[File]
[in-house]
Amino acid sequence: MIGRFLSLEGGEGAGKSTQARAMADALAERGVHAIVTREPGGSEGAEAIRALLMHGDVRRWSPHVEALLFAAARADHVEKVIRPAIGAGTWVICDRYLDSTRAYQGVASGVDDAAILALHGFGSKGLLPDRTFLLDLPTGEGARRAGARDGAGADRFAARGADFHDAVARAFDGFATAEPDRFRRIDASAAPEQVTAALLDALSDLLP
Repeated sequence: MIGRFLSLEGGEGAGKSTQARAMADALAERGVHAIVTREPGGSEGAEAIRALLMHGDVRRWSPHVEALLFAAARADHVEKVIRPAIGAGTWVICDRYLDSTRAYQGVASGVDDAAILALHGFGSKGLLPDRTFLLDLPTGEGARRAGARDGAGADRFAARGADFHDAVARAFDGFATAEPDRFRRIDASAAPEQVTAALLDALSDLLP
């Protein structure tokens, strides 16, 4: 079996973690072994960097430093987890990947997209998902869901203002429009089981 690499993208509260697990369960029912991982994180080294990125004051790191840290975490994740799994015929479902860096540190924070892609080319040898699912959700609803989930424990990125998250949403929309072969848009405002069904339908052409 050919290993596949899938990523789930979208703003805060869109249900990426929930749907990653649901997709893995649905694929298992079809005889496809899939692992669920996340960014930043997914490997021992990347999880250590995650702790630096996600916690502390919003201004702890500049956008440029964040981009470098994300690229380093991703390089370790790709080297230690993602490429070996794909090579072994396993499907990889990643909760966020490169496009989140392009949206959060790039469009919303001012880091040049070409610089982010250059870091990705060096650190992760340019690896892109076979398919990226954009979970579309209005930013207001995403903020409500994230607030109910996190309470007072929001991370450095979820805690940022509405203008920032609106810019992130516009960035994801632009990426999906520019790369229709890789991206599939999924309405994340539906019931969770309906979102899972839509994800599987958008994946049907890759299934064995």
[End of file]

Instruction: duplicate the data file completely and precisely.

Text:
[in-house]
Amino acid sequence: MIGRFLSLEGGEGAGKSTQARAMADALAERGVHAIVTREPGGSEGAEAIRALLMHGDVRRWSPHVEALLFAAARADHVEKVIRPAIGAGTWVICDRYLDSTRAYQGVASGVDDAAILALHGFGSKGLLPDRTFLLDLPTGEGARRAGARDGAGADRFAARGADFHDAVARAFDGFATAEPDRFRRIDASAAPEQVTAALLDALSDLLP
Repeated sequence: MIGRFLSLEGGEGAGKSTQARAMADALAERGVHAIVTREPGGSEGAEAIRALLMHGDVRRWSPHVEALLFAAARADHVEKVIRPAIGAGTWVICDRYLDSTRAYQGVASGVDDAAILALHGFGSKGLLPDRTFLLDLPTGEGARRAGARDGAGADRFAARGADFHDAVARAFDGFATAEPDRFRRIDASAAPEQVTAALLDALSDLLP
């Protein structure tokens, strides 16, 4: 079996973690072994960097430093987890990947997209998902869901203002429009089981 690499993208509260697990369960029912991982994180080294990125004051790191840290975490994740799994015929479902860096540190924070892609080319040898699912959700609803989930424990990125998250949403929309072969848009405002069904339908052409 050919290993596949899938990523789930979208703003805060869109249900990426929930749907990653649901997709893995649905694929298992079809005889496809899939692992669920996340960014930043997914490997021992990347999880250590995650702790630096996600916690502390919003201004702890500049956008440029964040981009470098994300690229380093991703390089370790790709080297230690993602490429070996794909090579072994396993499907990889990643909760966020490169496009989140392009949206959060790039469009919303001012880091040049070409610089982010250059870091990705060096650190992760340019690896892109076979398919990226954009979970579309209005930013207001995403903020409500994230607030109910996190309470007072929001991370450095979820805690940022509405203008920032609106810019992130516009960035994801632009990426999906520019790369229709890789991206599939999924309405994340539906019931969770309906979102899972839509994800599987958008994946049907890759299934064995």